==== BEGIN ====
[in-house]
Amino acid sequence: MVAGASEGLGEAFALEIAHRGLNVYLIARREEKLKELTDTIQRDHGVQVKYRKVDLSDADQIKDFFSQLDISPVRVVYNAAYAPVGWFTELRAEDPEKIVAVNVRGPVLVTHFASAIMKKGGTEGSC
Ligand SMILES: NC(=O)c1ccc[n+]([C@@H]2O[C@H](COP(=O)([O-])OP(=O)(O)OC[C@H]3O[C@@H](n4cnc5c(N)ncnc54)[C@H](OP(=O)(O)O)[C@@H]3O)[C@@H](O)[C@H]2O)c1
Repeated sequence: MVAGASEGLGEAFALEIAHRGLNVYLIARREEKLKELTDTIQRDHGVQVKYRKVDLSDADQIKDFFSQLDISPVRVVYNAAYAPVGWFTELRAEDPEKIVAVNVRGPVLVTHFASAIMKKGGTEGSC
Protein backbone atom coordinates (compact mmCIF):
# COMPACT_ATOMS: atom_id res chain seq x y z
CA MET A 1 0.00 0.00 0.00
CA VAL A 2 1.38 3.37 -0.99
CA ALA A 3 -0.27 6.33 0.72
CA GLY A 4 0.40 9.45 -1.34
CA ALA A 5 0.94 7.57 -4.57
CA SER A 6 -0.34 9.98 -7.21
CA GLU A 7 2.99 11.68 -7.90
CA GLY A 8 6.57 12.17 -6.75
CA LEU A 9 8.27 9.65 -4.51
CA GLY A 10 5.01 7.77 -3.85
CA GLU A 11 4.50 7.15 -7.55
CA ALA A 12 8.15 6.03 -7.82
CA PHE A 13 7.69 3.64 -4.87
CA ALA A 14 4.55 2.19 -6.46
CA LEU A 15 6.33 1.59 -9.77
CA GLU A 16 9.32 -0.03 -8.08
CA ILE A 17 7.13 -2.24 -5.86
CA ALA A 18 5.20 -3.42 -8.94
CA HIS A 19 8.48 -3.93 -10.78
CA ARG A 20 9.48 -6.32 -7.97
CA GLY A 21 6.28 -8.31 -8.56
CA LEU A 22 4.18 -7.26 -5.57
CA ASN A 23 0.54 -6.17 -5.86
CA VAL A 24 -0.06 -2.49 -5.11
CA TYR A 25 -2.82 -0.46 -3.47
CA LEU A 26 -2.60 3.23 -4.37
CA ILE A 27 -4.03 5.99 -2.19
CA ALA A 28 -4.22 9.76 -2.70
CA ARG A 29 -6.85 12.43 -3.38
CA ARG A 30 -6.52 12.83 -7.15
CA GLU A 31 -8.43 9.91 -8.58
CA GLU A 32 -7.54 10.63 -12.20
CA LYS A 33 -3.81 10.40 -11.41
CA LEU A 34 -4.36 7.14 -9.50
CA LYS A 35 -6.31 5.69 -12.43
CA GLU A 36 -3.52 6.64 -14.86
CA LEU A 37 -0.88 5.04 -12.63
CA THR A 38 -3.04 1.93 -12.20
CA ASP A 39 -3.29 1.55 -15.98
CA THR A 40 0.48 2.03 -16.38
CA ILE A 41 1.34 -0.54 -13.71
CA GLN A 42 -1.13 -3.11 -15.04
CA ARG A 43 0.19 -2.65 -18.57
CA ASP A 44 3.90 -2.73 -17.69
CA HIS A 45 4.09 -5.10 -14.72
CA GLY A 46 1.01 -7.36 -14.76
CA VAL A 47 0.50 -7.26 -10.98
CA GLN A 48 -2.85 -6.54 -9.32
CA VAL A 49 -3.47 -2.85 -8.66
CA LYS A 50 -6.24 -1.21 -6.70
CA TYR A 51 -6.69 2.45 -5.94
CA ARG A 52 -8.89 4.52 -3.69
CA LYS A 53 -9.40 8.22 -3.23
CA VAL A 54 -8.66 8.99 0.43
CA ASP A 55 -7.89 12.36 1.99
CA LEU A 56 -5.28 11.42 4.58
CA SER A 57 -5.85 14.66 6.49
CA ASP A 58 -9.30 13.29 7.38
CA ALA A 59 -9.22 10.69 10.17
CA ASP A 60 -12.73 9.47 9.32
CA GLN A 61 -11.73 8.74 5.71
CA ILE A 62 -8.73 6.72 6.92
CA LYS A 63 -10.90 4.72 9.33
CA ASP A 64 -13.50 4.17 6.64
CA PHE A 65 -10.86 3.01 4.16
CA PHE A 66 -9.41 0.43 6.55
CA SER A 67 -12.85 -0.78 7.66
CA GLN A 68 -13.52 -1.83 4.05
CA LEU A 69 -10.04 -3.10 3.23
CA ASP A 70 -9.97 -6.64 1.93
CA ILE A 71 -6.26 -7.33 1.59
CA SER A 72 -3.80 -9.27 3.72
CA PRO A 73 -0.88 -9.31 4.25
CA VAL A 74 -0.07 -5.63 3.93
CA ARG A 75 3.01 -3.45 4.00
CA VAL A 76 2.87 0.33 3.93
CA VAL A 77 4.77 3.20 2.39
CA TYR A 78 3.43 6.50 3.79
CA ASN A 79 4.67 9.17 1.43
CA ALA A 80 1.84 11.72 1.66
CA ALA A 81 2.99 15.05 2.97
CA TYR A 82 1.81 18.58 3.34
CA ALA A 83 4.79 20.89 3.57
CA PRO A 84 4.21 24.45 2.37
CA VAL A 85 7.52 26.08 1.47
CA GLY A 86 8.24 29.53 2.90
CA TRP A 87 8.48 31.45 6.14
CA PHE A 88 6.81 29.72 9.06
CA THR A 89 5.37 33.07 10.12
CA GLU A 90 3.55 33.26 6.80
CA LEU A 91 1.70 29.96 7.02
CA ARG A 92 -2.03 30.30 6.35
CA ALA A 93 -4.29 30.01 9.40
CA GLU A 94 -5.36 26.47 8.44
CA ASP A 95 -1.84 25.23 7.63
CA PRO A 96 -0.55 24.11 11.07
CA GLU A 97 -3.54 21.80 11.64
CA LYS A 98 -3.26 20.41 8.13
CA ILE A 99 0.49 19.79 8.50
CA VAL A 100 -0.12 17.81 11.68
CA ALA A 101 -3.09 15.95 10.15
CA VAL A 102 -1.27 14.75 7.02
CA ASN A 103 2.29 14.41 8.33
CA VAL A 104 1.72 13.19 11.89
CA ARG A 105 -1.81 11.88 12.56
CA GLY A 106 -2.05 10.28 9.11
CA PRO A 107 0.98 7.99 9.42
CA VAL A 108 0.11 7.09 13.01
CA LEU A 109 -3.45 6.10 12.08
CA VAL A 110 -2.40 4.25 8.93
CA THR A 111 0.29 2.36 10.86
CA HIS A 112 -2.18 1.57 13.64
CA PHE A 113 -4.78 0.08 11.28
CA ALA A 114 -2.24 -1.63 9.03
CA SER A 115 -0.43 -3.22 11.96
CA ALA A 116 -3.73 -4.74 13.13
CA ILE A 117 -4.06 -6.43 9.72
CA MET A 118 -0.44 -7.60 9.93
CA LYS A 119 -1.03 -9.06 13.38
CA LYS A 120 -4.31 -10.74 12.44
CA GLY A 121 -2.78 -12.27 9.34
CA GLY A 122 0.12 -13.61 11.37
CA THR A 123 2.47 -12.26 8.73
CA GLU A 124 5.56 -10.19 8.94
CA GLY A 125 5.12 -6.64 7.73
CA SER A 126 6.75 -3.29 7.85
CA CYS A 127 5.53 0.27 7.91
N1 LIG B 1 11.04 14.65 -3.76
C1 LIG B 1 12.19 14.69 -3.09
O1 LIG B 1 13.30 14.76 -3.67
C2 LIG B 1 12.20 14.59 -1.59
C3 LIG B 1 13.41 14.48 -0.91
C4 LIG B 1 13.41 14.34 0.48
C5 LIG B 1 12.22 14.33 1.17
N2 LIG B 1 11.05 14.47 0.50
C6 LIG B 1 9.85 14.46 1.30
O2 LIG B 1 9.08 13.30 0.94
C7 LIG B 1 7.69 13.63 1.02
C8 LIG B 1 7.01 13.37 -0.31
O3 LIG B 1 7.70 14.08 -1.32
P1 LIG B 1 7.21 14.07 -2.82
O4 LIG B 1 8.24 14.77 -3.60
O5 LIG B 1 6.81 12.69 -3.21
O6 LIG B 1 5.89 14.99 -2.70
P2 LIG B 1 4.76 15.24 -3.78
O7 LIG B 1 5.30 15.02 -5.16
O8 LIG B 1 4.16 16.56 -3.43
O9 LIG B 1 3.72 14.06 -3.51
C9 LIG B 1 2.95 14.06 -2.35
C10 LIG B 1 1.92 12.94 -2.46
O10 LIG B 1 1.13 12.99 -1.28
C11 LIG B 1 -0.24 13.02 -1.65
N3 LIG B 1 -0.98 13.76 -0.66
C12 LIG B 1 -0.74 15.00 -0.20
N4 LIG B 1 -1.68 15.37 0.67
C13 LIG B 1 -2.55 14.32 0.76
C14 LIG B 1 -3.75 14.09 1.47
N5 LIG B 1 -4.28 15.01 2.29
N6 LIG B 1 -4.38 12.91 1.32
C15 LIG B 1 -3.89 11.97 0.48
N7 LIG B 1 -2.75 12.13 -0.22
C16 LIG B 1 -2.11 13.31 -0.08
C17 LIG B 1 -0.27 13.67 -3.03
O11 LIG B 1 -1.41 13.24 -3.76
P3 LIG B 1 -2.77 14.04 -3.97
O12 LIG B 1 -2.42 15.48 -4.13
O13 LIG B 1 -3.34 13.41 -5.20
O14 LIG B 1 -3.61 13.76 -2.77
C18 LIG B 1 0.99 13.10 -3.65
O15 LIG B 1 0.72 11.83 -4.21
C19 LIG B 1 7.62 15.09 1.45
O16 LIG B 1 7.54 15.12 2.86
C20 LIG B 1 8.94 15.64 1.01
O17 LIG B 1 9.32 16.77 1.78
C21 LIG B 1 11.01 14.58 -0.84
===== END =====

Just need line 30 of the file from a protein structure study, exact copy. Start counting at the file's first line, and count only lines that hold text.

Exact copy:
CA VAL A 24 -0.06 -2.49 -5.11